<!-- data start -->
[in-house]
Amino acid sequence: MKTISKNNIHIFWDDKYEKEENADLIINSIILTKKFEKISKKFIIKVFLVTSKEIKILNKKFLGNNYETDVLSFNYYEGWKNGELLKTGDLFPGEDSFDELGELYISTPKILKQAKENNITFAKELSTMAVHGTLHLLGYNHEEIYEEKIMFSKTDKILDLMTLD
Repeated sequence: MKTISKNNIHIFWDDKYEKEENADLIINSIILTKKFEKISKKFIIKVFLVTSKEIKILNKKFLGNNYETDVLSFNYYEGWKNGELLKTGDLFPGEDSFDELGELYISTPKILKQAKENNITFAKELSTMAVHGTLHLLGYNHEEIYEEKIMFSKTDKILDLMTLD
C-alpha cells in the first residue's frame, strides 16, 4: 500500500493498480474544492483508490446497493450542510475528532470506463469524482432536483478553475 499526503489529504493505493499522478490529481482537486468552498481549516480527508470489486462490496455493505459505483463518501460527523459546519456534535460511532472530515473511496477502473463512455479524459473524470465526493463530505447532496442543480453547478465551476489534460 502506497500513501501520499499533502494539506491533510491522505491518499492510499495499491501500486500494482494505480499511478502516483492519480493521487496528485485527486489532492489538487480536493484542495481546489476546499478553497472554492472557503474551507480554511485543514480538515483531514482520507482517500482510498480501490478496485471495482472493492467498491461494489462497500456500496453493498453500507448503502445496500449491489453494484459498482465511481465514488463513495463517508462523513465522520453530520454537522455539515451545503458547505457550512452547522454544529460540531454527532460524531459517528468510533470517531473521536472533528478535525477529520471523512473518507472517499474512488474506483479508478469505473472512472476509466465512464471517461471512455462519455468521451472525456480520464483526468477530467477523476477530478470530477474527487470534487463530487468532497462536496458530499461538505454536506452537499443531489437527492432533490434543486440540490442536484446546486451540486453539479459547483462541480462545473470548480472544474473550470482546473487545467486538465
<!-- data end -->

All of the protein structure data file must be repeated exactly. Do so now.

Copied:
[in-house]
Amino acid sequence: MKTISKNNIHIFWDDKYEKEENADLIINSIILTKKFEKISKKFIIKVFLVTSKEIKILNKKFLGNNYETDVLSFNYYEGWKNGELLKTGDLFPGEDSFDELGELYISTPKILKQAKENNITFAKELSTMAVHGTLHLLGYNHEEIYEEKIMFSKTDKILDLMTLD
Repeated sequence: MKTISKNNIHIFWDDKYEKEENADLIINSIILTKKFEKISKKFIIKVFLVTSKEIKILNKKFLGNNYETDVLSFNYYEGWKNGELLKTGDLFPGEDSFDELGELYISTPKILKQAKENNITFAKELSTMAVHGTLHLLGYNHEEIYEEKIMFSKTDKILDLMTLD
C-alpha cells in the first residue's frame, strides 16, 4: 500500500493498480474544492483508490446497493450542510475528532470506463469524482432536483478553475 499526503489529504493505493499522478490529481482537486468552498481549516480527508470489486462490496455493505459505483463518501460527523459546519456534535460511532472530515473511496477502473463512455479524459473524470465526493463530505447532496442543480453547478465551476489534460 502506497500513501501520499499533502494539506491533510491522505491518499492510499495499491501500486500494482494505480499511478502516483492519480493521487496528485485527486489532492489538487480536493484542495481546489476546499478553497472554492472557503474551507480554511485543514480538515483531514482520507482517500482510498480501490478496485471495482472493492467498491461494489462497500456500496453493498453500507448503502445496500449491489453494484459498482465511481465514488463513495463517508462523513465522520453530520454537522455539515451545503458547505457550512452547522454544529460540531454527532460524531459517528468510533470517531473521536472533528478535525477529520471523512473518507472517499474512488474506483479508478469505473472512472476509466465512464471517461471512455462519455468521451472525456480520464483526468477530467477523476477530478470530477474527487470534487463530487468532497462536496458530499461538505454536506452537499443531489437527492432533490434543486440540490442536484446546486451540486453539479459547483462541480462545473470548480472544474473550470482546473487545467486538465